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Illinois urges more Latinos to donate blood

Soldiers and area locals volunteer to take part in the quarterly Blood Drive sponsored by the American Red Cross at Camp Ripley, Minn. March 21.
PHOTO/Minnesota National Guard, 2013

SPRINGFIELD – A national movement to get more Latinos to donate blood received a shot in the arm earlier this month in the state of Illinois.

Hoping to raise awareness and promote increased donations among the nations largest minority group, activists urged the General Assembly to support their organized blood drive campaign.

Latinos make up 17 percent of the U.S. population but only a fraction of the community–less than one percent– are donating blood, according to American Red Cross. Nearly 60 percent of Latinos have type O blood, the most frequently requested type by hospitals, according to the Red Cross.

“Latinos make up the largest growing minority segment, yet less than four percent donate blood,” said Margaret Vaughn, government affairs director of the Illinois Coalition of Community Blood Centers.

Vaughn was in Springfield March 2 promoting a resolution that would encourage Latino businesses, churches and others to host blood drives in their communities. With her support, the resolution, sponsored by state Sen. Iris Martinez (D-Chicago), passed through a Senate subcommittee and is now on the General Assembly calendar awaiting approval.

“The state of Illinois feels very strongly about the importance of blood donation, and the importance of keeping a safe, viable blood supply,” Vaughn said.

Every two seconds someone in the United States needs blood, and nearly 21 million blood components are transfused each year nationwide, according to the American Red Cross.

In addition to urging Latino businesses, churches, and other organizations to host blood drives in their communities, the resolution calls on colleges, universities and trade schools to do the same. It also urges those educational institutions to participate in the National Cesar E. Chavez Blood Drive Challenge, a national initiative that provides scholarships to college students who organize blood drives on their campuses.

“One of the main targets for blood donations are college students,” Vaughn said.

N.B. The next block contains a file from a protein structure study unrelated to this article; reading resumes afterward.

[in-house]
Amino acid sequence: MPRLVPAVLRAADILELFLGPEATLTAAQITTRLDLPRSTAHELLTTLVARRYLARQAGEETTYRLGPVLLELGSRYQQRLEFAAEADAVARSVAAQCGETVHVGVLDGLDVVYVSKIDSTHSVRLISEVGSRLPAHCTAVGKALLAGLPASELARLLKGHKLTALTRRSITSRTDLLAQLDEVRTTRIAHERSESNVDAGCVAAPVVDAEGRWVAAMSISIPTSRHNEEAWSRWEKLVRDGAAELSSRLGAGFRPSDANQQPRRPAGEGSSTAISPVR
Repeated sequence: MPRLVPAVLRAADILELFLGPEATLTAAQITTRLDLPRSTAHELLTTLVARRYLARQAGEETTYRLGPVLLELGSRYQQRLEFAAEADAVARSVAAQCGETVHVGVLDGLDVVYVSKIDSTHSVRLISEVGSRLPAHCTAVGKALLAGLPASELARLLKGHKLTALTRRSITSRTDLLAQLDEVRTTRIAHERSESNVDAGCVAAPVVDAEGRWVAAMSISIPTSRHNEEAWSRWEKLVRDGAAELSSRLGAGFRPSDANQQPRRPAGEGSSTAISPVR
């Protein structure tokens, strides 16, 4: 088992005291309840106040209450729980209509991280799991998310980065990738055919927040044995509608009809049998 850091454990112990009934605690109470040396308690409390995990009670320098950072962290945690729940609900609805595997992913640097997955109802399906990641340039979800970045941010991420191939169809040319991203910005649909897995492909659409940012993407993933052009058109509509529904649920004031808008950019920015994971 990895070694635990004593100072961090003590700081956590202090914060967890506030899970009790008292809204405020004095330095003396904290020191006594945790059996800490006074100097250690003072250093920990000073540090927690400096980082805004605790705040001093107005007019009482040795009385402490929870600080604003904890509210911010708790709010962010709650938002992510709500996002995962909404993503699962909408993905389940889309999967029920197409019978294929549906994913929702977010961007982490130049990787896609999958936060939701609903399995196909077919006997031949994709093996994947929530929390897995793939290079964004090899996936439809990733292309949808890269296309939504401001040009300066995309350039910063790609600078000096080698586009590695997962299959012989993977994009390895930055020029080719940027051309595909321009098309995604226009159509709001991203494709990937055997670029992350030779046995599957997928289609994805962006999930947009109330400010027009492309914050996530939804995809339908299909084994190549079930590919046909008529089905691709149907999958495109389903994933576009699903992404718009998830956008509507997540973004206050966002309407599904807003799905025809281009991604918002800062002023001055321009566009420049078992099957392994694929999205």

The $1000 scholarship is open to all students. Donors don’t have to be Latino to participate, but the anticipation is that the initiative will both encourage more minority donors and spread awareness about the importance of donating.

“We can help bring together the campus and off-campus community by engaging students of all backgrounds to serve,” said Glen Galindo, executive director and founder of the Chavez Challenge.

Galindo’s foundation not only encourages students to donate, but also provides opportunities for community service, as students learn leadership skills and gain confidence to obtain leadership roles.

Campuses, Vaughn added, are one of the best places to host blood drives.

“It’s very important to get college kids to donate blood, because they can then become lifetime donors,” she said. “The college and high school campuses make up a huge percentage of the donations that the blood centers rely upon.”

State Sen. Iris Martinez. PHOTO/Illinois General Assembly website

Martinez, whose district covers the Northwest side, wants to do two blood drives in Chicago this summer—one on the North Side and one on the South side with Latino legislators covering those areas.

“As community leaders, it is important to get the message out among our constituencies of the critical need to donate blood” said Martinez, in a press release from the Illinois Coalition of Community Blood Centers.

State Sen. John Mulroe (D-Chicago), chair of the Senate Public Health committee and a blood donor, stressed the morality behind why donating blood is so important.

“If you’re healthy enough to give, especially if you have more rare type [of blood],  I think it’s the right thing to do as human beings” Mulroe said. “If you were in a position to need it yourself, you would hope there’d be enough blood to help you out.”

In transfusions, type O is compatible with other blood types. It’s often used with infants and to treat accident victims when there is not enough time to test their blood type.

A person with type O blood, however, can only receive type O blood in a transfusion, which makes the demand for that type very urgent and very high.

Latino blood contains certain antibodies that are unique to that population. Those antibodies are critical when an exact antigen match–the substance capable of stimulating immune responses–is required for a transfusion, Vaughn said.

Despite the push for Latino blood donors, this issue impacts people of all ethic backgrounds and is community centered, Galindo said, adding: “It’s an American thing, it’s a community thing. It’s about saving lives.”

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